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 Post subject: LH Mk I or Folbot Yukon
PostPosted: Tue May 05, 2009 4:11 pm 
I know these are vastly different but would appreciate some advice. I intend to purchase a 2nd hand boat for use by 3 of my family; myself 5'10'' 85kg, wife 5'6'' 60kg and 12yo son (who I hope will continue to enjoy the boat for many years). Use will be on ocean/bay and some rivers. Not planning on rough weather use! and will be used for short camping trips.
Will the LH be too heavy for my son/wife? If so the Yukon seems to be a satisfactory and cheap alternative. Whilst I appreciate that the LH is a much more expensive boat I am keen on the redundancy and longevity in the design which I would like to think will be a hand me down....however the Yukon will be perfectly adequate for my purposes. I would value any comments. Martyn


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PostPosted: Tue May 05, 2009 9:20 pm 
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The LH Mk-I won't sit on its lines with a 60Kg paddler. the Yukon would be fine, but your wife or son could use the smaller Aleut as well. You could, too. My pal Rob, who's 6'2" and about 180lbs spent several weeks in Alaska with an Aleut.

Your wife and son may in fact find the Yukon a bit large for their comfort. A Long Haul boat that would work for your wife and son and perhaps you would be the Ute- check out the review on the main foldingkayaks.org site.

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PostPosted: Tue May 05, 2009 10:19 pm 
thanks for this. i had thought of the Ute, which looks like a lovely boat, but wanted to keep things simple. I also thought the additional beam of the Yukon in particular might be an advantage. As far as capacity goes we would be travelling in an AE II and another (Ute/LH MkI/Yukon) so capacity should not be aproblem. Th eMk i i s abeautiful boat though.....
am I right in thinkingg that a rudder would still be necessary for the Ute for open sea use?
Martyn


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PostPosted: Thu May 07, 2009 8:00 pm 
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We never put a rudder on the Ute during testing. It tracks very well without one. Of course, we didn't encounter any heavy winds or strong currents.

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PostPosted: Fri May 08, 2009 4:44 am 
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Location: Seattle
I have been a Folbot Yukon owner since 2007, and while I haven't paddled the Long Haul for comparison, I do recommend the Yukon.

I'm 6'4" 200 pounds (193 cm, 90 kg), and I easily fit into the Yukon with tons of room and weight allowance for gear. I am a "heavy-style" camper and bring lots of gear, heedless of the weight. I also bring my own drinking water most of the time, and the Yukon handles all this stuff with ease.

The stability of the Yukon is also phenominal - last year in the San Juan Islands of Washington State, I was trapped by tides and had to anchor to kelp for six hours. During this period of waiting, it became necessary for me to "do some business" over the side of the boat. Despite my height and weight, I was able to use a paddlefloat as an outrigger and felt no risk of capsizing during this delicate operation.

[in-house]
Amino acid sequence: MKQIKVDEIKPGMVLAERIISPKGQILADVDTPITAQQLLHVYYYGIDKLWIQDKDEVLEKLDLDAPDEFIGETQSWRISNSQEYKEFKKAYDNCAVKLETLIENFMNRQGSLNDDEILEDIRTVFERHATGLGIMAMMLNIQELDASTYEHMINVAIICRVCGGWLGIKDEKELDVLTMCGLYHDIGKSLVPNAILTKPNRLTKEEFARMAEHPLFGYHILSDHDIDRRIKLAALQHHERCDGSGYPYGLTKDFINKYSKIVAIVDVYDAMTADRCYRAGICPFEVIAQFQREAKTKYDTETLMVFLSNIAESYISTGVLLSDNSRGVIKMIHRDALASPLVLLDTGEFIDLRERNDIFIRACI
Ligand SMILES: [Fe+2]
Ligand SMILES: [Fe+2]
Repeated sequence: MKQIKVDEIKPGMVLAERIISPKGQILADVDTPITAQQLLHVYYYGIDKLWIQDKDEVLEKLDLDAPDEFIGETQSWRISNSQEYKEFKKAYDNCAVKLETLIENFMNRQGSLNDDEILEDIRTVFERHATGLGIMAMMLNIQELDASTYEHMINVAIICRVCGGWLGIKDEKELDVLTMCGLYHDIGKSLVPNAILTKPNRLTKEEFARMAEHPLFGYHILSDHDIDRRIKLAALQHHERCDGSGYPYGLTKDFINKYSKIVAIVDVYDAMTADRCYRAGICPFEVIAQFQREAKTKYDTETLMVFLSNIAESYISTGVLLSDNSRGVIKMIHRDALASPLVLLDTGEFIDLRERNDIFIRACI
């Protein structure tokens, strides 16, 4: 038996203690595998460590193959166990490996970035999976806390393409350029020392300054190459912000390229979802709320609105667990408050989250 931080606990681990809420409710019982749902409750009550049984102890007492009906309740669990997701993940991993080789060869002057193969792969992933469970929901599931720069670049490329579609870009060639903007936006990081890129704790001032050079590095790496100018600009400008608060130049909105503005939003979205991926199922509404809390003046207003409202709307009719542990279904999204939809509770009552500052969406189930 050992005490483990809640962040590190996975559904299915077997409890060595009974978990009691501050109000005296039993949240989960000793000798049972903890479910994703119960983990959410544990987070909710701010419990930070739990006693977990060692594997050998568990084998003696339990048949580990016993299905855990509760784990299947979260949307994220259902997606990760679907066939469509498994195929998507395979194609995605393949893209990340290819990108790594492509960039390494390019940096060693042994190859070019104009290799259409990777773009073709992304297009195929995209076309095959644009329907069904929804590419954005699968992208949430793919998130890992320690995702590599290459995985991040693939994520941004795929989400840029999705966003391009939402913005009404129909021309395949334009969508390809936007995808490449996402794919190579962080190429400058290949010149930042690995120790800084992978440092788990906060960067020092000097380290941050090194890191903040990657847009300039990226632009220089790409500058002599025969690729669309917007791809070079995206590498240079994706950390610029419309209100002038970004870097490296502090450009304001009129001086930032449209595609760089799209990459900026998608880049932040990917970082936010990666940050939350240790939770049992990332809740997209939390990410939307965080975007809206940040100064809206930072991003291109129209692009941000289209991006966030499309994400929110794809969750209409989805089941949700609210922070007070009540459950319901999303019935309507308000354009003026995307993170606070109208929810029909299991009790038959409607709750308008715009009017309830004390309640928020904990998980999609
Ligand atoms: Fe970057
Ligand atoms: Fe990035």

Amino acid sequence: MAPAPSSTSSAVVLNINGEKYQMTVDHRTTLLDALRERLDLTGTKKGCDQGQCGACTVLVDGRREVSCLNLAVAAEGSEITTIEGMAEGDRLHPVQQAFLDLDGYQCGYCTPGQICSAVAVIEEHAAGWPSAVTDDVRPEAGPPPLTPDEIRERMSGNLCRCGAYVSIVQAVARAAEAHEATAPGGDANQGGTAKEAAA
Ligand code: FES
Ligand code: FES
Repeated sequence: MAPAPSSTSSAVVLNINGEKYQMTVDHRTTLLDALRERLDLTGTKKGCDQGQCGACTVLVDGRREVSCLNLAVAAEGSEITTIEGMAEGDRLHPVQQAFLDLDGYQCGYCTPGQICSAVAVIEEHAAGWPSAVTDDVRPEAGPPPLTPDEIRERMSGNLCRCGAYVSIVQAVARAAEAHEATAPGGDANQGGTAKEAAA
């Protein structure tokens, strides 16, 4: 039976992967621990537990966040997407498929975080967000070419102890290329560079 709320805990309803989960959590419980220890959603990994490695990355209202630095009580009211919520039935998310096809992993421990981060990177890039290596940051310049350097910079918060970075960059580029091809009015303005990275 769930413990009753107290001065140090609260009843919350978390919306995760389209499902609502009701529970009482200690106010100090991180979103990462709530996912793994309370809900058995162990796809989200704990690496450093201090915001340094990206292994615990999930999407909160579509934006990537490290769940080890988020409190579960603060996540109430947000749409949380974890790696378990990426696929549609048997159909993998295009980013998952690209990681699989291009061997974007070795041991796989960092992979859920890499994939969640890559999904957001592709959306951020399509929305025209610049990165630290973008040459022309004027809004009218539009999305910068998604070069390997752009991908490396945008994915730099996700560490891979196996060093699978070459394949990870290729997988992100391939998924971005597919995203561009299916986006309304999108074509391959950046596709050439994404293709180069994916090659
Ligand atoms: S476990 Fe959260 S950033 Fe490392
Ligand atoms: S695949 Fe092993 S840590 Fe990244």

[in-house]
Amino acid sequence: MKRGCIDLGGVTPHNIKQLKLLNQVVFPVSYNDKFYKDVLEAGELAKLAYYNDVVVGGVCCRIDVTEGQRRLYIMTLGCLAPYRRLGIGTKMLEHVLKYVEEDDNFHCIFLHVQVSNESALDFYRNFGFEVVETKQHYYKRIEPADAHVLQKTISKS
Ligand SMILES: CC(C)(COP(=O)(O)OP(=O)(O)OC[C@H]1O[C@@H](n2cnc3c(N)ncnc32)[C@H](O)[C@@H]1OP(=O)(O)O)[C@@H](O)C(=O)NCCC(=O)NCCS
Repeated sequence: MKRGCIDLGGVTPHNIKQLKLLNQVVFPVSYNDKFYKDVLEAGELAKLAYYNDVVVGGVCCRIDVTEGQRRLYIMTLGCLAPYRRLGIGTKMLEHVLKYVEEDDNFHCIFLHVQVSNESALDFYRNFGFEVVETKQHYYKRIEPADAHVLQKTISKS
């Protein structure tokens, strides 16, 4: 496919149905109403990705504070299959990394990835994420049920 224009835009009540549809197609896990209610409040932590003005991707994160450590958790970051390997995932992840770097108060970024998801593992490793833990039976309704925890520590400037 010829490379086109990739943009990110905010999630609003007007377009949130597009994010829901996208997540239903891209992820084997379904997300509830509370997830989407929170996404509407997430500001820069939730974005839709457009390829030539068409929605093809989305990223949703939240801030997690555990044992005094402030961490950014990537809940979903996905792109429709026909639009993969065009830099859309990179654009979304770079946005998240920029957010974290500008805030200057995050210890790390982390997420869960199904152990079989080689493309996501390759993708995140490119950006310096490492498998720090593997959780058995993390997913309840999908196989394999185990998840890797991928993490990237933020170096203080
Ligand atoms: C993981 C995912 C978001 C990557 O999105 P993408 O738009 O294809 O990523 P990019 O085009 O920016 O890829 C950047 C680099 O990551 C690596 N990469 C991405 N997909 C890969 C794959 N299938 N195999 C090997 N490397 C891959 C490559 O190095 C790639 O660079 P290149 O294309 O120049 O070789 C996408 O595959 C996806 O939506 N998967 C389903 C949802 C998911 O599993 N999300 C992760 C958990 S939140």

The Yukon tracks well enough that I have never felt the need for a rudder, even when paddling perpendicular to a current. Weathercocking or windvaning is also not an issue - it's a very controllable boat. Despite its beam and stability, it is surprisingly fast, especially in choppy conditions. Folbot's claims of speed, which sound exagerrated for a 13' x 30" boat (396 cm x 76 cm), are actually true.

The boat will ship some water under the spraydeck if there are waves breaking over the deck. It's nothing dangerous, but it can be unpleasant to have a bucketfull of ice-cold seawater suddenly in your lap. Even in more mild conditions, there is a very slight intrusion of water under the spraydeck, which will create a very slow but steady drip onto your legs. This drip is annoying but actually quite small - at the end of an eight or ten hour day, the tops of your thighs will be slightly damp, nothing more.

The Yukon is light enough to be carried over your shoulder, and is easy for one person to put on a car rack.

I recommend the Yukon for day-trippers, beginning paddlers, and voyages up to two weeks. It is at home on salt water and large lakes, as well as rivers that don't require extremely sharp maneuvers. More experienced paddlers might want a sleeker, more agile boat (the Yukon is essentially un-rollable and un-capsizeable). Very long expeditions might require a boat with more storage capacity. I consider the Yukon to be a "do anything" boat. It's light and convenient for after-work paddling, durable and seaworthy for salt water, roomy enough for expeditions, and stable enough for beginners to feel confident.

Alex


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PostPosted: Fri May 08, 2009 8:41 am 
this is very helpful advice and observations. Thanks. would anyone feel able to comment where the Cooper fits in here? I understand that it is a markedly different boat to the Yukon but I would be interested in hearing from someone who has paddled both. Matryn


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PostPosted: Fri May 08, 2009 2:41 pm 
Cooper vs Yukon would be like a bicycle against a tricycle. Very few similarities. On a short daytrip without wind, waves, fishing, multiday gear, and with a very low mileage there will be no difference. Yukon can do what Cooper can't, and vice versa.


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PostPosted: Wed Apr 01, 2015 6:00 pm 
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Joined: Wed Apr 01, 2015 5:47 pm
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I am considering a Folboat Yukon for wilderness travel in Alaska (huge lakes, high winds). I work as a nature photographer require a boat that carry large lenses and cameras (in dry bags of course). In the past I have done fine with renting 21 foot hard-shell sea kayaks (tandems), however, there are limited places to rent these. It is time to buy a folding kayak that I can put on float planes. The Folboat Yukon looks pretty good for what I want (stability) and fast enough tracking. The other option though (??) would be a Folboat Greenland II, which I have read can be paddled solo (albeit much slower). Does anyone have experience with the Folboat Yukon and 7-10 day backcountry trips? I am 6'2" and 165 lbs (tall and thin). Kleppers and Featherweight Designs look great, ..., I am not that rich though :-).